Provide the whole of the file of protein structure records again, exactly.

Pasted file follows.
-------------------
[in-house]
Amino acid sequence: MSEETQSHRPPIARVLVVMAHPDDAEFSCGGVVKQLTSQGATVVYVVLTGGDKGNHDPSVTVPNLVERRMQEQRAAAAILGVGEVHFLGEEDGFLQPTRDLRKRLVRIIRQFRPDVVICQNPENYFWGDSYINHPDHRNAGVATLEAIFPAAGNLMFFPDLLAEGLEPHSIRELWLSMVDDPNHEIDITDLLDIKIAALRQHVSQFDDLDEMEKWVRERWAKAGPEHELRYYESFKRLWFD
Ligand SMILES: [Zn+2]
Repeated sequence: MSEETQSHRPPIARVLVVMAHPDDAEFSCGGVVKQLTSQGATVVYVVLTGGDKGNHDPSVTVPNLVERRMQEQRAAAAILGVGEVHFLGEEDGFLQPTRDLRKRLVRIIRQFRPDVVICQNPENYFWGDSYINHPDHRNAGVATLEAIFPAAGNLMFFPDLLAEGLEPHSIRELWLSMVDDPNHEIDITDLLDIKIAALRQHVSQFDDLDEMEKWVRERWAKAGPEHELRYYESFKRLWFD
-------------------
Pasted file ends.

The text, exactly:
[in-house]
Amino acid sequence: MSEETQSHRPPIARVLVVMAHPDDAEFSCGGVVKQLTSQGATVVYVVLTGGDKGNHDPSVTVPNLVERRMQEQRAAAAILGVGEVHFLGEEDGFLQPTRDLRKRLVRIIRQFRPDVVICQNPENYFWGDSYINHPDHRNAGVATLEAIFPAAGNLMFFPDLLAEGLEPHSIRELWLSMVDDPNHEIDITDLLDIKIAALRQHVSQFDDLDEMEKWVRERWAKAGPEHELRYYESFKRLWFD
Ligand SMILES: [Zn+2]
Repeated sequence: MSEETQSHRPPIARVLVVMAHPDDAEFSCGGVVKQLTSQGATVVYVVLTGGDKGNHDPSVTVPNLVERRMQEQRAAAAILGVGEVHFLGEEDGFLQPTRDLRKRLVRIIRQFRPDVVICQNPENYFWGDSYINHPDHRNAGVATLEAIFPAAGNLMFFPDLLAEGLEPHSIRELWLSMVDDPNHEIDITDLLDIKIAALRQHVSQFDDLDEMEKWVRERWAKAGPEHELRYYESFKRLWFD